Published: August 14, 2007
by Steven Boal
If you want to both boost sales and track how online is affecting offline purchases, try online coupons.
The rise of interactive marketing has been incredibly quick and continues at a pace that keeps brands, marketers and media properties on their toes. With consumers spending more time online, marketers are redirecting serious dollars online, where more and more shoppers get news, entertainment and make their shopping decisions. Interactive is an essential piece of most marketing budgets.
Consumer packaged goods (CPGs) marketers are finding even their core buyers are spending more time online and making shopping decisions based on web research. They also realize the incredible sales potential in word-of-mouth marketing created by the more than 25 million internet users considered influential in recommending products to others [eMarketer, June 2007].
The challenge for these brands is how to close the loop from engagement to action and gain real insight into the impact their online advertising and promotions are having on in-store sales.
Where money is being spent in interactive
CPGs and other leading brands are leveraging a variety of methods of interactive marketing, including increasingly robust brand websites, rich media and video ads, email marketing campaigns, and much more.
However, since only 10 percent of shoppers purchase online (and even fewer purchase grocery products), it’s difficult to track return, whatever the goal.
Promotions, as distinct from brand advertising, often provide more measurable impact and are proving popular with online audiences and have resulted in robust consumer participation. Coca-Cola, for example, is currently running the highly successful MyCokeRewards program, with on-pack codes driving traffic to the promotional website where points can be exchanged for rewards.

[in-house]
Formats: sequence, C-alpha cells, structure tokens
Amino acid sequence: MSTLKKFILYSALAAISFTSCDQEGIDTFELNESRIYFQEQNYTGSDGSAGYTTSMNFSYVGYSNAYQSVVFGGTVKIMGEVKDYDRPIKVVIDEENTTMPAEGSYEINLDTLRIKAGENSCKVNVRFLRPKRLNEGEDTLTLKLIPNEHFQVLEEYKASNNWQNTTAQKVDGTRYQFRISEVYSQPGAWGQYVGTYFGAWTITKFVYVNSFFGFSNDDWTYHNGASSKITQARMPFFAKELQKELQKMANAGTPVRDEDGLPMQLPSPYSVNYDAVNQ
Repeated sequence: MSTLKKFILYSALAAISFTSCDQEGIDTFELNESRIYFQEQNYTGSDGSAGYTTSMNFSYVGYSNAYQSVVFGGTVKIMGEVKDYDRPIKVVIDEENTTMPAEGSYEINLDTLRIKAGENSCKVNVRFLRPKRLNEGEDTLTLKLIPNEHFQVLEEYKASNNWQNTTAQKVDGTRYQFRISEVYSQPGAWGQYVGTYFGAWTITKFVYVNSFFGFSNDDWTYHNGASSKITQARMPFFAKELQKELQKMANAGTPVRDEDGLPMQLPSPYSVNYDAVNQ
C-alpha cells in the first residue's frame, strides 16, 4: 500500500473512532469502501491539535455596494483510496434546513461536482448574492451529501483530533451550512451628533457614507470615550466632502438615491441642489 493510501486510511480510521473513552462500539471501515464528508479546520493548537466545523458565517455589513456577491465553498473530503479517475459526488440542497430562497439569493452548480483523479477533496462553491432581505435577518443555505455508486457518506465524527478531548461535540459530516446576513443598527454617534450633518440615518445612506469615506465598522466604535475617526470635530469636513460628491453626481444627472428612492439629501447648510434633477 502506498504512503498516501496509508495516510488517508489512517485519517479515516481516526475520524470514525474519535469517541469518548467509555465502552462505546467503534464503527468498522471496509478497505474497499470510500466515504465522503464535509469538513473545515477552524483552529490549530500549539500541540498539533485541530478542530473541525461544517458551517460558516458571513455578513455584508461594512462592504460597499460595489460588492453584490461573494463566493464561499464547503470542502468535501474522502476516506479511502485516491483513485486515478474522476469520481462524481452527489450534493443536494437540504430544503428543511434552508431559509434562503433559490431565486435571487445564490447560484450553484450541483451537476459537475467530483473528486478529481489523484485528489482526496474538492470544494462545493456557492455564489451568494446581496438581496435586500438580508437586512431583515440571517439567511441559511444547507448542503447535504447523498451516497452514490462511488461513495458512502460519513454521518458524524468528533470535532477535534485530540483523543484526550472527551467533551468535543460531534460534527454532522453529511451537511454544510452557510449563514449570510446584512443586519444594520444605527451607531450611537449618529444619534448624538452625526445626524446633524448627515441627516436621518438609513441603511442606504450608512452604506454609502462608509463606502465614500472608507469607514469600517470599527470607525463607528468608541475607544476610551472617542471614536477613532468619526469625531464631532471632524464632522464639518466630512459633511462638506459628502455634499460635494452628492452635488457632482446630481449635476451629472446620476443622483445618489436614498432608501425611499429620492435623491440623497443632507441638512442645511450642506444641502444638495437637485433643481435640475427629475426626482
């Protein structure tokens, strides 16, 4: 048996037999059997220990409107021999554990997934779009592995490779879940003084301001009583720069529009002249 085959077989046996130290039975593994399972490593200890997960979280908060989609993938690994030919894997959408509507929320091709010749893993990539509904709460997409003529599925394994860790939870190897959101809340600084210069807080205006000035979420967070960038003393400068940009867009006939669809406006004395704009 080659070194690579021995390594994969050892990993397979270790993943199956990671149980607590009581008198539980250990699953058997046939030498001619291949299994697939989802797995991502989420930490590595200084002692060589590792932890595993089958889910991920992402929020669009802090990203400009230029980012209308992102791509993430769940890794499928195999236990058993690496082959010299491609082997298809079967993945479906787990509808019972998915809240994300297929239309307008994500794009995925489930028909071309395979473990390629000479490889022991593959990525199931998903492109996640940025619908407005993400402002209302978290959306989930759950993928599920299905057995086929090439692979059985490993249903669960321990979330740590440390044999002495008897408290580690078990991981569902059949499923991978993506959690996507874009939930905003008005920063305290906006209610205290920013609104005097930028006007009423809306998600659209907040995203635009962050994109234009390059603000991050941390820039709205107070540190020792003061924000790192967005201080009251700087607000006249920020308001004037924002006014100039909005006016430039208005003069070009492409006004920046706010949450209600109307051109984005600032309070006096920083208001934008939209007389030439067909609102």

One way Coke has “closed the loop” with these highly engaged consumers is by offering printable coupons in exchange for the reward points, bringing them back full circle into the store and giving Coca-Cola the ability to measure impact on sales.
Similarly, Pharmavite LLC, the parent company of Nature Made vitamins and SOYJOY nutrition bars, generates awareness, sales and brand loyalty through an integrated couponing program, where each element supports another. Emails to its database of 1.3 million subscribers often include links to the $5 worth of printable coupons (powered by Coupons, Inc. technology) on NatureMade.com. There, consumers can also join a rewards program, with cumulative points building toward a single, high-value coupon mailed to the participant.
In addition, coupons in the Sunday newspaper’s freestanding insert (FSI) include promotional verbiage driving coupon-hungry consumers to the website to print additional coupons.
Sheryl Biesman, manager of integrated marketing for the Nature Made Wellness Advisor, the online division of Pharmavite, sees printable coupons as an incentive to encourage people to register, which in turn builds the opt-in database.
“A robust, highly-qualified database is the key to successful retention marketing,” she says.